Ensuring the Safety of Temporary Workers
As contractors grapple with shortages of skilled workers in many markets, they often find themselves hiring larger numbers of temporary workers through staffing agencies. That can create issues related to workplace safety, because the temporary workers may not have the full benefit of the safety training the contractor’s own team has received. In addition, temporary workers may be less familiar with the specifics of the projects or the nature of tasks that will be performed.
OSHA has recently expressed concerns about the safety of temporary workers, and about gaps in their training and knowledge when compared to workers from the “host employers” that contract for their services. The federal agency even suggested that some companies may be using temporary workers to evade safety compliance requirements of state and federal laws.
Who is responsible?
Does the host employer that contracts with a staffing agency have the responsibility for complying with safety requirements, or does that duty fall to the staffing agency as the workers’ de facto employer? Nearly everyone has an opinion, but OSHA has issue a definitive answer: both the host employer and the staffing agency share the responsibility for the workers’ well-being, because both share control over the workers’ activities. Both sides are expected to ensure that all relevant safety training, hazard communication, and recordkeeping required by law are fulfilled.
To accomplish that, OSHA recommends that the employer and staffing agency’s contract identify each side’s specific responsibilities for worker safety. Both should consider their roles and resources when deciding which elements to handle. As an example, the staffing agency may be better suited to deliver general safety training to the workers, while the host employer could provide training related to the specific tasks the workers will perform. No matter how these responsibilities are divided, having the details in the contract will ensure that proper precautions are being taken.
Staffing agencies cannot simply accept the host employer’s word that the temporary workers will be in a safe workplace. They have the duty to verify that the places they send workers are safe. Staffing agency representatives need to develop a working knowledge of safety principles and common hazards. That doesn’t mean that they need to become full-fledged experts on all aspects of workplace hazards, but they should be able to acquire a general sense of the work conditions at host employers and the types of hazards temporary workers are likely to encounter in those workplaces.
Before a staffing agency sends a single worker, it should visit the host employer’s workplace and review all the jobsites to which workers might be assigned. The agency should become familiar with the specific tasks that will be performed, any hazards associated with those tasks, and any steps to mitigate those hazards (such as personal protective equipment that’s required and who will supply it). Some staffing agencies may use a safety consultant to accomplish this process.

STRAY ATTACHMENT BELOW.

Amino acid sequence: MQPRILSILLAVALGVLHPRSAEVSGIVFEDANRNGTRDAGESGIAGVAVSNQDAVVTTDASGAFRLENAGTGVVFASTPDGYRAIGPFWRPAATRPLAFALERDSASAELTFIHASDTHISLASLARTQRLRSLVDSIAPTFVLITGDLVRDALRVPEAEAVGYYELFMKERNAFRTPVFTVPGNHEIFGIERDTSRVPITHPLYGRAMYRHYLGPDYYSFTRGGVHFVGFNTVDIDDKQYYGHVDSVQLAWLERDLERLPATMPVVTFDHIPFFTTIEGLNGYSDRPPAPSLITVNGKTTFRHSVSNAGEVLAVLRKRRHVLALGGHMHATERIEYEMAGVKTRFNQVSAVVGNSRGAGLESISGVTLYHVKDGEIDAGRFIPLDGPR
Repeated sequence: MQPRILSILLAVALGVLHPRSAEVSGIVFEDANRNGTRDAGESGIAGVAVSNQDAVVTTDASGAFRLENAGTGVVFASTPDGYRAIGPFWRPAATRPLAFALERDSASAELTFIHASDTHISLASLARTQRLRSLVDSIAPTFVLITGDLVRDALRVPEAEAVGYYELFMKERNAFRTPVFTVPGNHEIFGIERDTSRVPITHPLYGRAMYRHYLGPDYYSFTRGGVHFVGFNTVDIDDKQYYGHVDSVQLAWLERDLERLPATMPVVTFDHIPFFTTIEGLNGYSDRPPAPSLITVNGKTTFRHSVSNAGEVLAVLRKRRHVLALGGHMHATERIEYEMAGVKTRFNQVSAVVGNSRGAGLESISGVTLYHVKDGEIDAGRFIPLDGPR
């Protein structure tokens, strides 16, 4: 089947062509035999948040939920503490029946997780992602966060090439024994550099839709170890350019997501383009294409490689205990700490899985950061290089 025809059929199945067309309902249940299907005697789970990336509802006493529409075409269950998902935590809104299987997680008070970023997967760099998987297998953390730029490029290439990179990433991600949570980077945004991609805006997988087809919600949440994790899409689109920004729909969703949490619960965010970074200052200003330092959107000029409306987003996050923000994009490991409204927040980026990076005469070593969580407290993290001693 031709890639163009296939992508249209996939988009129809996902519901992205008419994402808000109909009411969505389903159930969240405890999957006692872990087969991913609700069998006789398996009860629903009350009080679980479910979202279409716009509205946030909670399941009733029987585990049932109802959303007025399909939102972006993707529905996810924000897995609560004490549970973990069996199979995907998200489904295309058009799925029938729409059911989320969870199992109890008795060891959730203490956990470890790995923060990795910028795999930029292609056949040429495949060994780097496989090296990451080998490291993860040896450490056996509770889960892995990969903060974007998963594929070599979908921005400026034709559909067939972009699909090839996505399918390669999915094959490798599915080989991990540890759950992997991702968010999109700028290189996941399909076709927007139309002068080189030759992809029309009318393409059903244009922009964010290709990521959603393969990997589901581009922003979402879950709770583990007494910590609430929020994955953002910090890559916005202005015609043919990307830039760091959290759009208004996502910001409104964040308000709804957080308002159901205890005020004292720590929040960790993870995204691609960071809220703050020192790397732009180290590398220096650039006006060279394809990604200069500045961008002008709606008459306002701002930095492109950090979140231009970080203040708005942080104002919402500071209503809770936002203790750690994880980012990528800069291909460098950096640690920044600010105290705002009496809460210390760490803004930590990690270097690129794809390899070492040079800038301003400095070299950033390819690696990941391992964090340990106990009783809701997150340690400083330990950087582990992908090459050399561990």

Conversely, the host employer should review the staffing agency’s training program to ensure that it covers all the content the employer views as necessary. The host employer should also verify that the staffing agency maintains the proper documentation of the training process and worker certifications.
Preventing injuries and illnesses
Information about injuries and their causes plays a critical role in prevention of similar injuries in the future. When two organizations share responsibility for an employee’s well-being, as in the case of a temporary worker, they need to share that information. The contract should spell out exactly how and when such information will be shared. Note that under most circumstances, recordkeeping will be the responsibility of whichever party is responsible for daily supervision of the worker. In most cases, this will be the host employer.
The host employer and staffing agency’s contract should also define specific measures for evaluating the effectiveness of injury-prevention efforts, and for ensuring that temporary employees participate in these efforts. Assessments could include the nature of training and the corresponding number of hazards identified and corrected as a result of that training.
The contract should incorporate clear procedures for responding to and reporting injuries and illnesses, along with training to ensure that temporary employees are familiar with the worksite’s emergency procedures, such as the location of exit routes.
Once a temporary worker is active at the worksite, the staffing agency’s responsibilities have not ended. The contract should detail how the staffing agency will remain in contact with the workers, and how it will verify that the agreed-upon safety procedures are being followed. It should also describe the mechanism through which workers can report concerns about safety or changes in agreed-upon tasks to the staffing agency.
Including all these details in the contract may require additional time upfront, but will provide a clearer understanding of both parties’ responsibilities and ensure that all workers — both permanent and temporary — perform their tasks in the safest possible environment.